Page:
Academic journal article Social Behavior and Personality: an international journal

Alibi Believability: The Impact of Salacious Alibi Activities

Academic journal article Social Behavior and Personality: an international journal

Alibi Believability: The Impact of Salacious Alibi Activities

Article excerpt

An alibi is a claim that you were elsewhere at the time a crime was committed (Olson & Wells, 2004). Alibis are important because Wells et al. (1998) found that in 11 out of 40 wrongful conviction cases, innocent individuals provided either weak or no alibi evidence and were later found to be guilty of crimes they did not commit. It has been suggested that weak alibis tend to lack supportive physical evidence (Olson & Wells, 2004). However, when alibis are offered as evidence at trial in the United States and Canada, supportive physical evidence is unusual (Burke & Turtle, 2003). Confounding this issue, jurors expect alibi statements to be extremely specific and accurate. However, these episodic memories are not typically encoded with the expectation that such intensive analysis will be necessary and as a result, people do not tend to form precise memories of everything that they do (Burke, Turtle, & Olson, 2007).

Despite the great weight alibis can carry in the courtroom, alibi research is limited. Alibi believability research has generally been focused on the strength of the alibi evidence. Alibis supported by strong physical (e.g., receipt) or person (e.g., store clerk) evidence have been found to be more believable than alibis that were lacking such evidence (Culhane & Hosch, 2004; Olson & Wells, 2004). Further, alibis were perceived as weaker when in the context of a trial compared to a police investigation because of the likely inference that the suspect at trial must not have had strong corroborative alibi evidence (Sommers & Douglass, 2007).

Olson and Wells (2004) noted that an alibi's surface traits (details of the alibi story provided) typically do not make an alibi strong or weak, but rather it is the corroborative evidence that is key. These authors suggested that surface traits may matter when it comes to alibi believability only when there is weak corroborative evidence. In the current study, we examined whether the salaciousness of the alibi activities affects believability. It is possible that suspects may have engaged in activities at the time of the crime such as having an affair, breaking the law in an unrelated incident, or watching X-rated material. Suspects in such a position may face a difficult decision: admit to socially/morally unattractive behavior or lie about their whereabouts.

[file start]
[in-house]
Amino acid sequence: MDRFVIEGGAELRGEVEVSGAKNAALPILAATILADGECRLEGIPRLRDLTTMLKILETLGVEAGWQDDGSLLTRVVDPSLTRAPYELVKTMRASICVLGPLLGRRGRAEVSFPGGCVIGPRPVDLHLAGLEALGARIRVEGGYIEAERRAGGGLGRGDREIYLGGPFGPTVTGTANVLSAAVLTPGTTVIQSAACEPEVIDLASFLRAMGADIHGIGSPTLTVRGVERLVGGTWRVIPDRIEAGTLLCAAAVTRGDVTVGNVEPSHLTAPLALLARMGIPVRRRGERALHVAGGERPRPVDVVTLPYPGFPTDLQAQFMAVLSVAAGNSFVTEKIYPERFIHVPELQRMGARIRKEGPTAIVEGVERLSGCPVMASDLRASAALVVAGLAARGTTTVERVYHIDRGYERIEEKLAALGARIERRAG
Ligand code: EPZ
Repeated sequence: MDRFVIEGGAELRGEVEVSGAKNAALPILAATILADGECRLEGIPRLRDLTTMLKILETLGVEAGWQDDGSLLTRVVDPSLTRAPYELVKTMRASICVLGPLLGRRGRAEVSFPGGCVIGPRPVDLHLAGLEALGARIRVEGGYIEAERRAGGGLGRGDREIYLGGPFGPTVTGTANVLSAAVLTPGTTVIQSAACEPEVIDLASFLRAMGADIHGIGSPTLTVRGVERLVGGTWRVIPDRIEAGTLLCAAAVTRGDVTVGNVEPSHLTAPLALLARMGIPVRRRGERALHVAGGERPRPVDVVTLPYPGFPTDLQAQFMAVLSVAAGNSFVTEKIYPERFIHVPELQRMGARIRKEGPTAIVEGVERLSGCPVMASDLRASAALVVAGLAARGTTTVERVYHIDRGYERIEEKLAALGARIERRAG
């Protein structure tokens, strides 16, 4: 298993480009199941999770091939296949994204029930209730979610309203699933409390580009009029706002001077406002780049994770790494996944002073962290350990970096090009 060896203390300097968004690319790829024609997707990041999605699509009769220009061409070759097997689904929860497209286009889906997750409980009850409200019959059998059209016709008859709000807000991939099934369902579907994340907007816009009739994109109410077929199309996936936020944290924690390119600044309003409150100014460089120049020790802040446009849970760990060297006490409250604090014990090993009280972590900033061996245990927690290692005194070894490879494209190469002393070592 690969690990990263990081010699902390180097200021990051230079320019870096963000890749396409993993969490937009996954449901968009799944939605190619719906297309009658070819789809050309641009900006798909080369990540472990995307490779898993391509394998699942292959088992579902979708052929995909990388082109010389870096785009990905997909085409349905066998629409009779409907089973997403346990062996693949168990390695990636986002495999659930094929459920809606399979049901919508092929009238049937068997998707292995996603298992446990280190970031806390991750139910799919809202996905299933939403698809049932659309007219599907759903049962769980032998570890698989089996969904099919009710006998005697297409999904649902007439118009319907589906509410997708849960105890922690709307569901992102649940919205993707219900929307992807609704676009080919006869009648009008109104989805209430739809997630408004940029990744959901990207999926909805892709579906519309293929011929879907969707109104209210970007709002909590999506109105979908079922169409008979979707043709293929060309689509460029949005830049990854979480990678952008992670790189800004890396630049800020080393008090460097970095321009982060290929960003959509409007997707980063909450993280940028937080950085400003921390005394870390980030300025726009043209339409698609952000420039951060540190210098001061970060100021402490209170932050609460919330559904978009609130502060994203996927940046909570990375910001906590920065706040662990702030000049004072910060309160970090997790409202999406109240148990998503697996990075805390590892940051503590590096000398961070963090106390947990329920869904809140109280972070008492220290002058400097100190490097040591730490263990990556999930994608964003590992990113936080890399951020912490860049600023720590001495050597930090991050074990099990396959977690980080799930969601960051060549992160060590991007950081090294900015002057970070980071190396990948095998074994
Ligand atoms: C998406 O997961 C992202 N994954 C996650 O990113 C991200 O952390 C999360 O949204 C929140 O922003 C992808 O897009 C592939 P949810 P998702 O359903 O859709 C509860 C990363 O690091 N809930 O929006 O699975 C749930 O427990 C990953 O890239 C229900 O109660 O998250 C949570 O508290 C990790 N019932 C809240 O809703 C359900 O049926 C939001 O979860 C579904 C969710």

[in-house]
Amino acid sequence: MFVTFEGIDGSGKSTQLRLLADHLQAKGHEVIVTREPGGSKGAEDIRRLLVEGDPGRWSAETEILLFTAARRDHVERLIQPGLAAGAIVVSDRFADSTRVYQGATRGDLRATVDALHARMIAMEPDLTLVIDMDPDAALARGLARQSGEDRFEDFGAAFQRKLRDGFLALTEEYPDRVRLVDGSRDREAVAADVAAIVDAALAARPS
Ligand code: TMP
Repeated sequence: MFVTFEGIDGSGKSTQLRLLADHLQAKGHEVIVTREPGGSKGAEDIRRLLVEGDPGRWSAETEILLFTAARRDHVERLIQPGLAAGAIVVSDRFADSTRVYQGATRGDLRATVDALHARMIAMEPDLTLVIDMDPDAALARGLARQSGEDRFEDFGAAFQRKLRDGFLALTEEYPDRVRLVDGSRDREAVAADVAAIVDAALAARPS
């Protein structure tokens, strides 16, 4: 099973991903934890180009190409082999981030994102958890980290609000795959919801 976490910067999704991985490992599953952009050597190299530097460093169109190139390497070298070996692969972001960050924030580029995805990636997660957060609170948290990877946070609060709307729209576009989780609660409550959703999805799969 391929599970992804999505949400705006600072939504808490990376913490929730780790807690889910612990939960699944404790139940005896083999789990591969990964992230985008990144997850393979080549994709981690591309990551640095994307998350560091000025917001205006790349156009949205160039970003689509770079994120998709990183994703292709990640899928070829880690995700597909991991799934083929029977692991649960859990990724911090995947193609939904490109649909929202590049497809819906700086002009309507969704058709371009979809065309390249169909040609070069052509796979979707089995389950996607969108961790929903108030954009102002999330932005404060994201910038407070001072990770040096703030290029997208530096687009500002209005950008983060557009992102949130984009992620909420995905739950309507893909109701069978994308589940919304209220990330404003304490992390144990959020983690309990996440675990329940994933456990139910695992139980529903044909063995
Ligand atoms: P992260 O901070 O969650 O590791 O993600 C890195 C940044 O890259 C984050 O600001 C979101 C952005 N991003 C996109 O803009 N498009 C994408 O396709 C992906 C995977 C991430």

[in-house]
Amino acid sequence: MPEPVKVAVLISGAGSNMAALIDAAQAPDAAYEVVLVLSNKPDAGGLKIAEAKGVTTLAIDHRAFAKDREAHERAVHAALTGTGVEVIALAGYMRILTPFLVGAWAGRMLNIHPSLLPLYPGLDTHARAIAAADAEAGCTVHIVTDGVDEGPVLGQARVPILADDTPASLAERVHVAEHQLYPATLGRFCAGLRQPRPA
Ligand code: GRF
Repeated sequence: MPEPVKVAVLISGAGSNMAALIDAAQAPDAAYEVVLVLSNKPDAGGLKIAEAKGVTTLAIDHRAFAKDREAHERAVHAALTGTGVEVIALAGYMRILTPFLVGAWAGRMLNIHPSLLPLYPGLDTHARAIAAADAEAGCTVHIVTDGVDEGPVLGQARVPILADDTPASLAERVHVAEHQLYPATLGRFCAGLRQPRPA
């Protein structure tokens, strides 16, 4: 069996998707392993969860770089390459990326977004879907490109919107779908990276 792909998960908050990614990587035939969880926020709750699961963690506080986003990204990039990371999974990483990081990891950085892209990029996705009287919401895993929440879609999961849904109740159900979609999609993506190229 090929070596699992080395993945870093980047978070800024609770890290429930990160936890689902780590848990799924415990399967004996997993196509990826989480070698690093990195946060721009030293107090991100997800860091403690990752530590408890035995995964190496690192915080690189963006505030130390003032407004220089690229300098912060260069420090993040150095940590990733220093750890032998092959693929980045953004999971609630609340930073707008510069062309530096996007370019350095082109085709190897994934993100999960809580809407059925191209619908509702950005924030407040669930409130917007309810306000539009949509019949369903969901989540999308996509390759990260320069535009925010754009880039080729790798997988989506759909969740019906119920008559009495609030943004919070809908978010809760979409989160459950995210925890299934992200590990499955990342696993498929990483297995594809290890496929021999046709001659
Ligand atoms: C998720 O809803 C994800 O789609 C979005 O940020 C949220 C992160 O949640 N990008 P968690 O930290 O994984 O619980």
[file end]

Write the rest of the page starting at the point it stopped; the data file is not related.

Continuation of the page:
How would jurors, police investigators, and judges react to salacious alibis? In impression management research it has been suggested that, typically, people are concerned about what others think of them and like to project positive images of themselves to others (Leary & Kowalski, 1990). Suspects who are charged with a crime and have salacious alibis must weigh the costs and benefits of admitting to the salacious activities. The potential benefits are that their admission could be viewed as a sign of honesty because evaluators may assume that the only reason suspects would admit to unflattering and unexpected information in the course of a police investigation was because it was true (e.g., Lalljee, Watson, & White, 1982). The potential costs of admission are that the suspects may be viewed negatively by evaluators (e.g., police, jurors) and, if they are not believed, they could be charged with the crime in question.

Implicit personality theory (Ashmore, Griffo, & Green, 2007; Schneider, 1973) could support either positive or negative views of suspects with salacious alibis. An evaluator who attributes the alibi admission to honesty would likely have several positive views of the suspect (e.g., honest in the face of pressure to be dishonest). However, evaluators who do not attribute the admission to honesty may view the suspect negatively because they would associate negative attributes with the socially unattractive behavior (e.g., Ashmore et al., 2007). Additionally, the negativity bias suggests that negative traits are weighted more heavily in impression formation than are positive traits (e. …

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